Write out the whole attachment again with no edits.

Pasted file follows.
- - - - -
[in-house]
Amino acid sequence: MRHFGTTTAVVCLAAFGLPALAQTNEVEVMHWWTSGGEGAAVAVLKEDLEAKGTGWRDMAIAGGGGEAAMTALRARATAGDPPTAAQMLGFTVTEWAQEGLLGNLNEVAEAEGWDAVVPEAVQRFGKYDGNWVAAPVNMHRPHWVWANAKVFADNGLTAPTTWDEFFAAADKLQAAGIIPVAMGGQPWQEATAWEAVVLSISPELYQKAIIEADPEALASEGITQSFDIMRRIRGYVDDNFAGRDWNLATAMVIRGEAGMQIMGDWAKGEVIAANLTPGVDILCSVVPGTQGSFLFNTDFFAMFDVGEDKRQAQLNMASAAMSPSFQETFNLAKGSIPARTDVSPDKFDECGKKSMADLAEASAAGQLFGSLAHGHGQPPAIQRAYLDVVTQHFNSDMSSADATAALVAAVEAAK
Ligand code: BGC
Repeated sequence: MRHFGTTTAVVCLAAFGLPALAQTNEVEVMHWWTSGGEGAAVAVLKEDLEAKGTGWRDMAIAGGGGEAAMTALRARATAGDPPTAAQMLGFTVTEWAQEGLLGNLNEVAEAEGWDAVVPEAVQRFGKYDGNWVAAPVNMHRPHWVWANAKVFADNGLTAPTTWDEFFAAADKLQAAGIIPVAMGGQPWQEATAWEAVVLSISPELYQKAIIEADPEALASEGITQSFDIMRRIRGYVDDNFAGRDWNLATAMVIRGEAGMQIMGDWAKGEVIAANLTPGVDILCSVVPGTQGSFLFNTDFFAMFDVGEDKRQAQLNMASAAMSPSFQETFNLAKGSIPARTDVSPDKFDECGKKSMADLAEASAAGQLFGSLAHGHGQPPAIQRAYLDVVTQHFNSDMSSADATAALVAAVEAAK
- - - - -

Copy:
[in-house]
Amino acid sequence: MRHFGTTTAVVCLAAFGLPALAQTNEVEVMHWWTSGGEGAAVAVLKEDLEAKGTGWRDMAIAGGGGEAAMTALRARATAGDPPTAAQMLGFTVTEWAQEGLLGNLNEVAEAEGWDAVVPEAVQRFGKYDGNWVAAPVNMHRPHWVWANAKVFADNGLTAPTTWDEFFAAADKLQAAGIIPVAMGGQPWQEATAWEAVVLSISPELYQKAIIEADPEALASEGITQSFDIMRRIRGYVDDNFAGRDWNLATAMVIRGEAGMQIMGDWAKGEVIAANLTPGVDILCSVVPGTQGSFLFNTDFFAMFDVGEDKRQAQLNMASAAMSPSFQETFNLAKGSIPARTDVSPDKFDECGKKSMADLAEASAAGQLFGSLAHGHGQPPAIQRAYLDVVTQHFNSDMSSADATAALVAAVEAAK
Ligand code: BGC
Repeated sequence: MRHFGTTTAVVCLAAFGLPALAQTNEVEVMHWWTSGGEGAAVAVLKEDLEAKGTGWRDMAIAGGGGEAAMTALRARATAGDPPTAAQMLGFTVTEWAQEGLLGNLNEVAEAEGWDAVVPEAVQRFGKYDGNWVAAPVNMHRPHWVWANAKVFADNGLTAPTTWDEFFAAADKLQAAGIIPVAMGGQPWQEATAWEAVVLSISPELYQKAIIEADPEALASEGITQSFDIMRRIRGYVDDNFAGRDWNLATAMVIRGEAGMQIMGDWAKGEVIAANLTPGVDILCSVVPGTQGSFLFNTDFFAMFDVGEDKRQAQLNMASAAMSPSFQETFNLAKGSIPARTDVSPDKFDECGKKSMADLAEASAAGQLFGSLAHGHGQPPAIQRAYLDVVTQHFNSDMSSADATAALVAAVEAAK